May 17

3 Steps To Stop Workplace Drama Cold!

Workplace Drama Can Kill Your Bottom Line

It never fails, no matter what industry I am working in, how strong the leadership is, or how much they focus on team building and support, every organization seems to suffer from workplace drama. Just last week I was working with a CEO who is brand new in her role. When I asked her what her biggest challenges were, despite being new in her role and being in a heavily competitive industry, she put office gossip and drama at the top of her list of challenges.

She shared that these are tough times and she needs every employee focused and engaged. Yet despite their best efforts both she and her leadership team are challenged with how to get workplace drama under control. So what is it with office drama, why do we have it, and how do we stop it?

We have workplace drama because we have people working for us.

Humans are emotional and whenever emotions are involved, you get gossip, hurt feelings, and some sort of adrenaline rush from stirring the pot! While I must admit it’s kind of fun to talk a little trash now and then, the office is not the place to do it.

Workplace Drama Employees

As a leader, you need to understand that there are much bigger consequences to workplace drama than the fact that it gets on your nerves.

The level of drama you have in your workplace and the amount you tolerate directly impacts the overall success and performance of your organization.

If you want to increase your results in your company, then you need to understand office drama and how to stop it. As a leader you need to design a culture that does not tolerate the drama. Instead, your culture should promote effective communication and problem-solving strategies.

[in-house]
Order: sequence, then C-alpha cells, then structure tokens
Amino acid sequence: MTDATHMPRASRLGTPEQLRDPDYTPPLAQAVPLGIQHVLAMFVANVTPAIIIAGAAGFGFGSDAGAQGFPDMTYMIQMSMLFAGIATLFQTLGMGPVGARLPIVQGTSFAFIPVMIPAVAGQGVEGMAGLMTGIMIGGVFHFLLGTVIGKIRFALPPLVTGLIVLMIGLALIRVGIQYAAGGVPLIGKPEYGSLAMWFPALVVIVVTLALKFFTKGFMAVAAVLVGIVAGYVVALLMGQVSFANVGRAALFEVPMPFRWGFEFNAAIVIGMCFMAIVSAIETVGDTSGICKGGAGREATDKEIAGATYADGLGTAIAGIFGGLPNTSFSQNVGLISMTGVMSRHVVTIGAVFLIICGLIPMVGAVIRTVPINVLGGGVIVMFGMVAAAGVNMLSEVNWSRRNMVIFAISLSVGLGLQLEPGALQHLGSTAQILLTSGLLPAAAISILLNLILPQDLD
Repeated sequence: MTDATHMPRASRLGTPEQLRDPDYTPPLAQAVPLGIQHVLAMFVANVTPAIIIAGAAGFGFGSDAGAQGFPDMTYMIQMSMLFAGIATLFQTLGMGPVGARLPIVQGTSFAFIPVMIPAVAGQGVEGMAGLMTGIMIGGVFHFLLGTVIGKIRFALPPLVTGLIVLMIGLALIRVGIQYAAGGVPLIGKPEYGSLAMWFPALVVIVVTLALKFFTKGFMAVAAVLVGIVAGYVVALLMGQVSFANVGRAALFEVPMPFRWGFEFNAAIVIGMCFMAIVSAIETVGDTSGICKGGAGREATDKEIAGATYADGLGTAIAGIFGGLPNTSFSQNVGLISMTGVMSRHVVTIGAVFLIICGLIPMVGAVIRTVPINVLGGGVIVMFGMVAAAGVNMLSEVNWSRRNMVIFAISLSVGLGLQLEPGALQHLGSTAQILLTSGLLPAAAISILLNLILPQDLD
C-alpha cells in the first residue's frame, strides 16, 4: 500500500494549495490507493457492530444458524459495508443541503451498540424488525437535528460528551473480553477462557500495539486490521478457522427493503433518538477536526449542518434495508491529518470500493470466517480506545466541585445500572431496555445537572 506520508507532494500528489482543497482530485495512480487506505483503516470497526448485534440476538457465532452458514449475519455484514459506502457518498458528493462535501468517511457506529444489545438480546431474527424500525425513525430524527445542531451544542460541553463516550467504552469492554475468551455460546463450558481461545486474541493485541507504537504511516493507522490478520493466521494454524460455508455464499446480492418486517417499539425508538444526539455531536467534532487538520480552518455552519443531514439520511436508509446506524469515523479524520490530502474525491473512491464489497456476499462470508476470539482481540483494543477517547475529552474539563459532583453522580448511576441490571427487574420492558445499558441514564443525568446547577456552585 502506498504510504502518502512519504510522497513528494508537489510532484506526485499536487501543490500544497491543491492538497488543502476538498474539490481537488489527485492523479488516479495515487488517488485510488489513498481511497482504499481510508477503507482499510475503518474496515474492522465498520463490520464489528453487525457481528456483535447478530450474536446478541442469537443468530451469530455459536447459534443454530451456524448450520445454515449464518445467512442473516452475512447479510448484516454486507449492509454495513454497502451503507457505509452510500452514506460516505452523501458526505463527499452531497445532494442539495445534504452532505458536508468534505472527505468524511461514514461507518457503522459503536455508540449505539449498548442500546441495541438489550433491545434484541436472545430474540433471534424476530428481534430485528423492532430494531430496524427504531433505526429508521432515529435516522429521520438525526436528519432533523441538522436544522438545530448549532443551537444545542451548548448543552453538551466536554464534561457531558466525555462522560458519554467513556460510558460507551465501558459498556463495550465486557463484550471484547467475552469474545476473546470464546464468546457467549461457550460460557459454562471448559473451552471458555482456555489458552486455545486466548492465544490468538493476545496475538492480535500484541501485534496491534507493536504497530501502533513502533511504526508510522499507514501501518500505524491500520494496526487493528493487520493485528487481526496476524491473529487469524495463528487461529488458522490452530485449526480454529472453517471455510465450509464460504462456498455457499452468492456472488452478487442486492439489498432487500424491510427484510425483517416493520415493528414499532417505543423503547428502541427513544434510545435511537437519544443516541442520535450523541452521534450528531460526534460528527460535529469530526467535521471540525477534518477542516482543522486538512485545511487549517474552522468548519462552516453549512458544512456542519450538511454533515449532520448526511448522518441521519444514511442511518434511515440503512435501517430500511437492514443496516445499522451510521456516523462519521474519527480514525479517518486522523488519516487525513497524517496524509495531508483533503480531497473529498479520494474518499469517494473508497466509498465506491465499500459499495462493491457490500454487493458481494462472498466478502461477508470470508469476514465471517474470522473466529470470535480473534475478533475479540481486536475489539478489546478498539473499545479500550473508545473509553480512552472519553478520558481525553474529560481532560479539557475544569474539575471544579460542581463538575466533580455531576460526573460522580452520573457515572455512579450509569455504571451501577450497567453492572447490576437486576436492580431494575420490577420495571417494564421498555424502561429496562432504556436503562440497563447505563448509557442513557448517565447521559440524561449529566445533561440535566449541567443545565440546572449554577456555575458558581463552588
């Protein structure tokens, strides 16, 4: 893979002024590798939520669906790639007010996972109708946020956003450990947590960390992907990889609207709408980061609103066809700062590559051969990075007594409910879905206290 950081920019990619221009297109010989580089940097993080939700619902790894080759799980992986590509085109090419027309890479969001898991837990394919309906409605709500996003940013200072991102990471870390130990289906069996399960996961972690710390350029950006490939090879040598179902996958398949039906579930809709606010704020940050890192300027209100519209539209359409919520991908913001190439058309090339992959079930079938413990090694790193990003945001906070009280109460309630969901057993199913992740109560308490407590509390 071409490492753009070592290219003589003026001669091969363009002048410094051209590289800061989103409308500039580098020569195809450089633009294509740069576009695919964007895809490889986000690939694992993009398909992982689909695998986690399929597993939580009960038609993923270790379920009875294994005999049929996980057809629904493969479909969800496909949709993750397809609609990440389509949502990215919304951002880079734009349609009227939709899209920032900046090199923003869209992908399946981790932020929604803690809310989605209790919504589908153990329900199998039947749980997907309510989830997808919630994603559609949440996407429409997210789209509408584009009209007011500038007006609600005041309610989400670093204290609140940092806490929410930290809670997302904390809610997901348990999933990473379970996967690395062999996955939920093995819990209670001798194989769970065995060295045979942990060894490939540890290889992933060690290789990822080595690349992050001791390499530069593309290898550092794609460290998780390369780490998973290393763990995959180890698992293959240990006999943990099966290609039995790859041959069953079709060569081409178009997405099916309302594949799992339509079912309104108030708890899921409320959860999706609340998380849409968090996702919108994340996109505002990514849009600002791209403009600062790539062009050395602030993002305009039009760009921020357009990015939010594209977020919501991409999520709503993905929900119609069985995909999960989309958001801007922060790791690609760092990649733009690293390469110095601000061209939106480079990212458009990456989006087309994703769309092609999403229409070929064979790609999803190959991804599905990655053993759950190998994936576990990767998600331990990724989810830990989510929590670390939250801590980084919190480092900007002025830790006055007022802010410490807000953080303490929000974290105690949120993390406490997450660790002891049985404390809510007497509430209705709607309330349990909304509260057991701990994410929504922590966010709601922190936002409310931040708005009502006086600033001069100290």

Why Stopping Drama Matters to You & Your Organization

3 ways that workplace drama impacts your organization

I am sure we would all agree that workplace drama can have a serious negative impact on your organization. However, we may not be aware of just how exactly drama will infect your company if allowed to continue. Uncontrolled workplace drama impacts your business in the following areas:

1. Your Bottom Line

The more your team members are gossiping or stirring the pot the less time they are focused on your customers and their overall performance. Drama takes time, time to start a conversation with another employee, time to be negative or angry, and time to spread it to other employees. That is time you are paying for, and time that is doing nothing to positively impact your bottom line.

2. Respect

Even employees who actively engage in workplace drama wonder why their leaders don’t do anything to stop it. As a leader, it is more important to be respected than to be liked, and the more you avoid dealing with workplace drama (no matter how small) the more respect your employees are losing for you.

3. Retain Top Talent

Good, productive employees want to work in a place where they can be successful. They are self-motivated and focused, and they know (even if you as the leader do not) that a workplace full of drama is not one where they can thrive. They will move on to greener pastures, and company cultures that do not tolerate workplace drama.